For further information, please contact me at SPRAY

i link
ii link
iii link
iv City College of New York. “Advanced plastics recycling yields climate benefits.” ScienceDaily. ScienceDaily, 12 October 2022.

An aerosol product is used to deliver a wide variety of products, which means they are subject to a number of government laws and regulations. The aerosol industry constantly strives to create new products that improve the daily lives of consumers and workers while still complying with existing laws and regulations. Unfortunately, regulations can sometimes stifle the industry’s ability to innovate and bring new products to market. People typically associate regulations with government agencies such as the California Air Resources Board (CARB), the U.S. Food & Drug Administration (FDA) and the U.S. Environmental Protection Agency (EPA); however, the U.S. Dept. of Transportation (DOT) Pipeline & Hazardous Safety Administration (PHMSA) has also promulgated certain requirements for aerosol products.

PHMSA is responsible for developing and enforcing the regulations that ensure the safe transport of hazardous materials and products. Aerosol productsi are always subject to PHMSA’s requirements due to their pressurized natureii and can be assigned subsidiary hazards depending on the formulation. For this reason, an aerosol containeriii needs to meet rigorous material, design, construction, manufacturing and pressure testing requirements, and the shipping of aerosol products has additional requirements.

There are certain situations in which a company’s manufacturing process or product does not align with PHMSA’s regulations, including shipping a gas-only aerosol product, shipping an aerosol product in a container that doesn’t meet the wall thickness requirement, or utilizing an alternative technology to replace the water bath test. In these (and other) circumstances, a company can obtain a special permit from PHMSA that allows companies to still ship hazardous materials.iv

To receive a special permit, an application must be submitted at least 120 days before the requested effective date, provide a detailed descriptionv of the proposal and justify that the proposal is at least as protective as the regulations or show an analysis that shipping is safe if a certain scenario is not addressed by existing regulations.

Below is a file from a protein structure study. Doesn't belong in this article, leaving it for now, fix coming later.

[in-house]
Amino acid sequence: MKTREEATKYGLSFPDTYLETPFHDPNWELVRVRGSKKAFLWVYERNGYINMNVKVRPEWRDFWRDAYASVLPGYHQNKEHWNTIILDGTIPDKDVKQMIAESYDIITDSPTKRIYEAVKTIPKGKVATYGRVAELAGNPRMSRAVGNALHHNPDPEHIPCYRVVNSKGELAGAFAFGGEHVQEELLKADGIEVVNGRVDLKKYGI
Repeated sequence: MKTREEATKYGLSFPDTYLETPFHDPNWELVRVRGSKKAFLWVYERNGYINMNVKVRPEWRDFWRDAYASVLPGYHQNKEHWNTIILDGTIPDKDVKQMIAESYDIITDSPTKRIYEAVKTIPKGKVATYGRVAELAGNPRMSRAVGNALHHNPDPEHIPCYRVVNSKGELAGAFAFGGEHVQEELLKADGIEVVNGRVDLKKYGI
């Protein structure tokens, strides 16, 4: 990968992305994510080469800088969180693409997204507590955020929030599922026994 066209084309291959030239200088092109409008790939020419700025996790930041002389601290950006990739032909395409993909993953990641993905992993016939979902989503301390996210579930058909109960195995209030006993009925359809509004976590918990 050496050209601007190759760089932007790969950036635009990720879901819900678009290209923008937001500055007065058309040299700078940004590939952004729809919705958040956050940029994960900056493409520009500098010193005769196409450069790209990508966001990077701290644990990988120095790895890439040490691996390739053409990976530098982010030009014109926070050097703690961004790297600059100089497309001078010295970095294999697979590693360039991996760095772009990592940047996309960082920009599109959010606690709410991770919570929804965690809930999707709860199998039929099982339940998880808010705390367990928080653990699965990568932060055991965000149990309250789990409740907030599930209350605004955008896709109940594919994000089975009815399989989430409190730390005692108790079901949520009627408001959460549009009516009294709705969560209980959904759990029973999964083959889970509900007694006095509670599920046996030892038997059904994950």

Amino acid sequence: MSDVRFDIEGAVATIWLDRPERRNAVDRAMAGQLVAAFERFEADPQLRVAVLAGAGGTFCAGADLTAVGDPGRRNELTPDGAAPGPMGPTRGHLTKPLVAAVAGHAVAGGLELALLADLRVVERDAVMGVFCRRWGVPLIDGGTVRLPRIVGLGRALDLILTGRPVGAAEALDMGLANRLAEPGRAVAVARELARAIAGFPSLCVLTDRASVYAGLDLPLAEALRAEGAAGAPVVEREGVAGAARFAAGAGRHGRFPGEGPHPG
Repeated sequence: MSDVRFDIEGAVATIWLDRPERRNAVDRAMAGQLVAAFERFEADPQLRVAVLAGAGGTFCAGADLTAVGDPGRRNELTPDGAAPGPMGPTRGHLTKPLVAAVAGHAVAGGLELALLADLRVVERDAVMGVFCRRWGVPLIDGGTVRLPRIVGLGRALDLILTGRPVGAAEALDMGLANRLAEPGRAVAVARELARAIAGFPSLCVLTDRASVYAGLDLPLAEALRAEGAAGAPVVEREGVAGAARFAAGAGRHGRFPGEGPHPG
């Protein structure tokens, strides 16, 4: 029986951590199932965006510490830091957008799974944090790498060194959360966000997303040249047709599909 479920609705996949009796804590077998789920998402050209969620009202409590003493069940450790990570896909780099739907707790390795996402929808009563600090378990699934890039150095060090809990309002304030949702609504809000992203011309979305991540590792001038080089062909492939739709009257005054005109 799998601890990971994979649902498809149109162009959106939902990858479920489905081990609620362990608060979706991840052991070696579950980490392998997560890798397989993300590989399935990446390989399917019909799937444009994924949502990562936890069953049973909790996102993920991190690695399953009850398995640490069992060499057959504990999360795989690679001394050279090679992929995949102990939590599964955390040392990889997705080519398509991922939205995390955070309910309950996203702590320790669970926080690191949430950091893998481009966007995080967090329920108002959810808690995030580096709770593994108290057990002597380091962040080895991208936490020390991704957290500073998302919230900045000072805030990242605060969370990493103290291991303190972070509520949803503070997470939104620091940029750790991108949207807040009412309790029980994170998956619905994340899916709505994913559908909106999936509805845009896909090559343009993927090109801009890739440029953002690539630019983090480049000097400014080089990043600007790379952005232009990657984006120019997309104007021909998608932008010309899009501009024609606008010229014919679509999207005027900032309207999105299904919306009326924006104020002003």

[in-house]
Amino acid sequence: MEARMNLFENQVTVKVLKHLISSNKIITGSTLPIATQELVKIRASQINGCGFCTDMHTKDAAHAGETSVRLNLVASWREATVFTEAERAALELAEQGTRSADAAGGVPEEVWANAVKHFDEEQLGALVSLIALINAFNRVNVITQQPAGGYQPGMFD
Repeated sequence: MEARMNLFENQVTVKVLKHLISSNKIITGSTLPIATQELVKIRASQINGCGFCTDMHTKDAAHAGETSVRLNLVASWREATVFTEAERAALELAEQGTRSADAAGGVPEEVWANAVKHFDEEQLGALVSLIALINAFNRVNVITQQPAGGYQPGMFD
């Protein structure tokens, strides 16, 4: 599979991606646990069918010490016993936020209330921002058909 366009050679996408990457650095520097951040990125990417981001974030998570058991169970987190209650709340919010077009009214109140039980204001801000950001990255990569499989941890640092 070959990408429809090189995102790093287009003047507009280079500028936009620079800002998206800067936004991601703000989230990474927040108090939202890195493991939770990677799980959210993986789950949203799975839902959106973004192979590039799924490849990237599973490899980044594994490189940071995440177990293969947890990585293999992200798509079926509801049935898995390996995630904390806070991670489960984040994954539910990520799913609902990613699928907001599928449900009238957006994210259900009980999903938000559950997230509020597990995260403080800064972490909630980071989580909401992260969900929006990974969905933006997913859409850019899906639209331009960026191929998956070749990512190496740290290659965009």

While the timeline of PHMSA’s review of a special permit application will vary, it will ultimately either issue or deny the proposal a special permit. If it’s denied, the applicant can petition for reconsideration within 20 days of receipt of the decision and provide additional information needed to support the request.

When a special permit is granted, a company using the special permit must meet specific requirements documented within, such as special markings, providing additional documentation and training. When first issued, a special permit will not be effective for more than two years. Applicationsvi for renewing a special permit must be submitted at least 60 days prior to expiration and may be renewed for successive periods, but not more than four years. If a renewal does not occur, a company must reapply for a new special permit.

Federal hazardous materials transportation law requiresvii PHMSA to publish a notice in the Federal Register that an application for a new special permit or a modification to an existing special permit has been filed (though no confidential information is released) and gives the public an opportunity to inspect the safety analysis and provide comment. PHMSA also maintains an online toolviii that allows the public to search for special permits by number, company name or State.

While transporting aerosol products in the U.S. is highly regulated, the special permit process allows companies to deliver new and more sustainable products to the public more quickly and with an equivalent level of safety than the standard rulemaking process.

For more information on shipping aerosol products in the U.S., please contact me at SPRAY

i As defined by the 49 CFR § 171.8
ii Aerosols are categorized in accordance with the 49 CFR § 173.115(l)
iii For example, the requirements for a 2P container can be found at the 49 CFR § 178.33
iv 49 CFR Part 107 Subpart B
v Requirements for the description can be found at 49 CFR § 107.105
vi Regulations pertaining to an application renewal are found in the 49 CFR § 107.109
vii 49 USC 5117(b)
viii link

My early childhood education occurred in the 1990s, which meant I sat through a number of Drug Abuse Resistance Education (D.A.R.E.) classes. The D.A.R.E. program taught children how to resist the peer pressure of smoking cigarettes, drinking alcohol and taking drugs. However, now that I’m an adult, I’ve realized that inhalant abuse was rarely, if ever, mentioned—and it should have received more attention.